# Short proof that a surface has constant Gaussian curvature

Let $$M \subset \Bbb R^3$$ be a regular surface with a parametrization where the induced metric is $$ds^2=\frac{du^2+dv^2}{(u^2+v^2+c)^2}$$

Where $$c>0$$ is constant. Prove that the Gaussian curvature of $$M$$ is constant.

I succeeded to solve it by computing the Riemannian curvature by the definition, but it was very long and not elegant. Is there a simpler way to calculate it, by using the direct definition of Gaussian curvature (i.e using a parametrization)?

The curvature of $$\frac{du^2+dv^2}{h(u,v)^2}$$ is given by $$K = h\,\triangle h - \|\nabla h\|^2.$$Here $$h(u,v)=u^2+v^2+c$$ gives that $$K = 4(u^2+v^2+c) -(4u^2+4v^2) = 4c.$$The proof of this formula is a direct application of Gauss' formula $$K = \frac{-1}{\sqrt{EG}}\left(\left(\frac{(\sqrt{G})_u}{\sqrt{E}}\right)_u+\left(\frac{(\sqrt{E})_v}{\sqrt{G}}\right)_v\right)$$for orthogonal parametrizations.

• Thank you, but this is actually how I originally solved it. I didn't learn the above formula, so I had to calculate $K$ by definition. Is there another way to do it, maybe by finding a parametrization? – user401516 Feb 23 at 19:32
• When you write the metric as a combination of $du$ and $dv$, a parametrization is already implied. The given metric expression is already local. We are already working in coordinates, and the fact that $M$ is embedded in $\Bbb R^3$ is irrelevant. Also, unless you want to try using big guns, it can't get much simpler than using the formula for the curvature of a conformal metric to the flat one. – Ivo Terek Feb 23 at 19:35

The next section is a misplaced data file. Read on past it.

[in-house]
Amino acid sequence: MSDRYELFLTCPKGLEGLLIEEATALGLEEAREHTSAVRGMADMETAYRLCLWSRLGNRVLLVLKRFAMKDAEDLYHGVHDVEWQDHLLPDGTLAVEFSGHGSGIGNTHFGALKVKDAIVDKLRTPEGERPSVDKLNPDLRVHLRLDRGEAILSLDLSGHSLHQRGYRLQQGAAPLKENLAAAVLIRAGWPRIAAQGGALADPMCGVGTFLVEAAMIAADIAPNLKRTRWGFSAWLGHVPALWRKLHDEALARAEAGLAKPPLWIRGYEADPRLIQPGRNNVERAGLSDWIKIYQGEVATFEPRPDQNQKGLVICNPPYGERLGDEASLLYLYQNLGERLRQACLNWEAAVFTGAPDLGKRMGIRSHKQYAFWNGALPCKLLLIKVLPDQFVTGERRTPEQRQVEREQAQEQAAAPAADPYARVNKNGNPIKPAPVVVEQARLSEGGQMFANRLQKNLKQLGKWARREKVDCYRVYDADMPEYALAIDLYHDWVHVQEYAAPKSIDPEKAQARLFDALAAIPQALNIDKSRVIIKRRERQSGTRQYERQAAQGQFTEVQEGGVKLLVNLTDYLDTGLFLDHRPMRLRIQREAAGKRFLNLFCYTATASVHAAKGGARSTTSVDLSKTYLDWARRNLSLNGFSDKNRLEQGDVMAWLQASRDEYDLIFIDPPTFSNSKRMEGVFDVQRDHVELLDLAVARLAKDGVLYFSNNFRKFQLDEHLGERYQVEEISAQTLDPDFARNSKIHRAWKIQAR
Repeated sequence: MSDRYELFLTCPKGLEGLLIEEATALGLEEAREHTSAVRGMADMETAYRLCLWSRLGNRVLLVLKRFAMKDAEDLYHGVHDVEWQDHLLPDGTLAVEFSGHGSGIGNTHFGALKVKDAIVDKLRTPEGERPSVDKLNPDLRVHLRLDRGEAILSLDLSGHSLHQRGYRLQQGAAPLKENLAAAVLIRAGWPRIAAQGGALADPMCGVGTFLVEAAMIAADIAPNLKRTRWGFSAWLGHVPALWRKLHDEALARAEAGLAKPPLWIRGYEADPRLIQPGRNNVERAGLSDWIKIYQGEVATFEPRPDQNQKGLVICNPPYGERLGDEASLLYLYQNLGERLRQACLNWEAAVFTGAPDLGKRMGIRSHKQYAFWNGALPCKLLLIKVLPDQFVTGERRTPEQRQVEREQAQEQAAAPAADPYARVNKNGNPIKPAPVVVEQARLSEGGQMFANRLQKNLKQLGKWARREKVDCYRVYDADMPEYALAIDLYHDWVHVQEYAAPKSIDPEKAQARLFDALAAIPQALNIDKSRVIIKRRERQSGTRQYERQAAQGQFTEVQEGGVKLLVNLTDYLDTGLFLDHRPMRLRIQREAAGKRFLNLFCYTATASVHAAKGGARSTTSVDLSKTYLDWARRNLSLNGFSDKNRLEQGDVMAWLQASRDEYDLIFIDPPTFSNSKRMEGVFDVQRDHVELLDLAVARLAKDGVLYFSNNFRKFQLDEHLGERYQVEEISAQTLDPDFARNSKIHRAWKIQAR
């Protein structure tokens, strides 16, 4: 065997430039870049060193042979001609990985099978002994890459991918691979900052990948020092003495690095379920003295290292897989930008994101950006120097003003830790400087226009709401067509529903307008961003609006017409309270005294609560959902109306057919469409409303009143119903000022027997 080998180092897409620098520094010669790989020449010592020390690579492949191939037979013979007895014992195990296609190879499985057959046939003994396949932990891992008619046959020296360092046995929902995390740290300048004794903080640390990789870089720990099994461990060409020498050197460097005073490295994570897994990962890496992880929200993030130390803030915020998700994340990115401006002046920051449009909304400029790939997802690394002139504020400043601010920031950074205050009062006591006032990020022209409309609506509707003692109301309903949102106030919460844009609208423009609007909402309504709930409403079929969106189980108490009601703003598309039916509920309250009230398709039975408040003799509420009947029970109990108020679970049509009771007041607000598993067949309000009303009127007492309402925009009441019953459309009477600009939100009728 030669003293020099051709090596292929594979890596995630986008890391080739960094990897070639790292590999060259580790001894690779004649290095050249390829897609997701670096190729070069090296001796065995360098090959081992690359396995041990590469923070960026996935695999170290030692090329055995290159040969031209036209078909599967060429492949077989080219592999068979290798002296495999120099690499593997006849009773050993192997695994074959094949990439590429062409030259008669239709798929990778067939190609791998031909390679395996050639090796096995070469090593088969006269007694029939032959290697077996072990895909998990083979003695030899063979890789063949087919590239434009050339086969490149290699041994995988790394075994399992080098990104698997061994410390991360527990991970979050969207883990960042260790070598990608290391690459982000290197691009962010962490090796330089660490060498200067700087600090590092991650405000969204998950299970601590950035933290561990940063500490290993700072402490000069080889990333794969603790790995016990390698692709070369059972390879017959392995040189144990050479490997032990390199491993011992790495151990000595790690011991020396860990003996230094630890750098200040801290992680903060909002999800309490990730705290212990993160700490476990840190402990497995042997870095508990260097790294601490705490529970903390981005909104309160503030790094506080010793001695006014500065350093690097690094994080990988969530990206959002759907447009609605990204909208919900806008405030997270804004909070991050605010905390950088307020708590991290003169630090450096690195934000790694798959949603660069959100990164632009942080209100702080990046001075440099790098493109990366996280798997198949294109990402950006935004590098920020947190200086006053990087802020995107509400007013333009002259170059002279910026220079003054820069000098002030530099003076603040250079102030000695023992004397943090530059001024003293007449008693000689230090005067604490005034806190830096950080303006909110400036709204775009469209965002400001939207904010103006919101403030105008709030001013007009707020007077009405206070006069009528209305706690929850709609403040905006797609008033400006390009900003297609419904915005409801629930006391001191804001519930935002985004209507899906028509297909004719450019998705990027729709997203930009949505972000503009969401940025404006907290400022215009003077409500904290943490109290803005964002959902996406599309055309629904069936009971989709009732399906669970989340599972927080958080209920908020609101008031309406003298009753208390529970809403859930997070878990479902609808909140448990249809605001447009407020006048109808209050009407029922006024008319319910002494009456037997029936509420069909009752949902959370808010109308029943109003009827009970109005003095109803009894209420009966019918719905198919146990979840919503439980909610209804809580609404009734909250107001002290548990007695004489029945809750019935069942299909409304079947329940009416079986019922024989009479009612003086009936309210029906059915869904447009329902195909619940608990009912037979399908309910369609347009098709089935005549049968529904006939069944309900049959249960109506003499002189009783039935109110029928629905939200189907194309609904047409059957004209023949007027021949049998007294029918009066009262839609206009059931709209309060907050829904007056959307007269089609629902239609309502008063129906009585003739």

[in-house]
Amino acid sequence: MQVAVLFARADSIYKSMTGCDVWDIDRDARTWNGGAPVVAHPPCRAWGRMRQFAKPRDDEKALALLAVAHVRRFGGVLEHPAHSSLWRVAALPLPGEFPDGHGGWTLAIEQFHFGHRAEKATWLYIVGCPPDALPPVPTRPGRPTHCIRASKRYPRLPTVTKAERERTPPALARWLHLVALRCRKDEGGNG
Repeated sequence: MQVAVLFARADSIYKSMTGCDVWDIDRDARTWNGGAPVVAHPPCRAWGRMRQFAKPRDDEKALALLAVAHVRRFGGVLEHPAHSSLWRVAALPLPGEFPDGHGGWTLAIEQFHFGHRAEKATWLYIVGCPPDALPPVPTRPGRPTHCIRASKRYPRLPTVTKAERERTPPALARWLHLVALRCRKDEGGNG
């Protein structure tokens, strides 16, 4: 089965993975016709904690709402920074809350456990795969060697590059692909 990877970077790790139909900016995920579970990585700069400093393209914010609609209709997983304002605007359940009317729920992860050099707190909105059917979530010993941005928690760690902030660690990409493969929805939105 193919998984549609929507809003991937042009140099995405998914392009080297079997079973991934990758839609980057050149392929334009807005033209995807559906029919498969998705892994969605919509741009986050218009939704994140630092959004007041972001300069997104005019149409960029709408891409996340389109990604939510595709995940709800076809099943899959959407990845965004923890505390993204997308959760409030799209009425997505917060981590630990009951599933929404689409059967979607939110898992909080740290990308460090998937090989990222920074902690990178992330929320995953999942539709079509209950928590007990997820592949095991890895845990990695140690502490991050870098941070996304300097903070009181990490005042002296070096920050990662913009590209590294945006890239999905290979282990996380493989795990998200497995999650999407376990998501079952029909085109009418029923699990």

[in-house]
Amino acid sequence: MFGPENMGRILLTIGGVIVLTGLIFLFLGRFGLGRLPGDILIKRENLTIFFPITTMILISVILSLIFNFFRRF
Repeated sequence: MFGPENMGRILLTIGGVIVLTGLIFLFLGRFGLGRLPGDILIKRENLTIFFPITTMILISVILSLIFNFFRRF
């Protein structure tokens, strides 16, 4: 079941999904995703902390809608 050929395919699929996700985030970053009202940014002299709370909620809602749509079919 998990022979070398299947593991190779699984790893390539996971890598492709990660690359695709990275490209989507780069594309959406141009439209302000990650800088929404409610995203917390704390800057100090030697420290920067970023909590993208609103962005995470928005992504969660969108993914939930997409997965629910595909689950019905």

I will give an answer using solely differential forms which I believe gives a more elegant solution as it rewrites the above formulae using less variables; hopefully you are familiar with them. In my opinion (not necessarily right or more instructive), it is easier to remember this flow of ideas than the formula-based approach.

The induced metric (first fundamental form) can be written as $$I=\theta_1^2+\theta_2^2,$$ where in your case you have $$\theta_1=\dfrac{du}{u^2+v^2+c}$$ and $$\theta_2=\dfrac{dv}{u^2+v^2+c}$$.

Also, we know that the Gaussian curvature appears in the Gauss equation $$d\omega_{12} = K\theta_1\wedge\theta_2,\tag{1}\label{Gauss}$$ where $$\omega_{12}$$ is the $$\textit{connection form}$$ satisfying the structure equations $$d\theta_1 + \omega_{12}\wedge\theta_2=0$$ $$d\theta_2 - \omega_{12}\wedge\theta_1=0$$

Computing the exterior derivatives you get $$d\theta_1=\dfrac{2v\;du\wedge dv}{(u^2+v^2+c)^2}$$ and $$d\theta_2=-\dfrac{2u\;du\wedge dv}{(u^2+v^2+c)^2}$$. Using these along with the two equations above you get $$\omega_{12}=\dfrac{-2v\;du+2u\;dv}{u^2+v^2+c},$$ which replaced in (1) gives you $$\dfrac{4c\;du\wedge dv}{(u^2+v^2+c)^2}=K\theta_1\wedge\theta_2$$ from which you can conclude $$K=4c$$.

Hope it helps and shows a less computational way of finding out the Gauss curvature.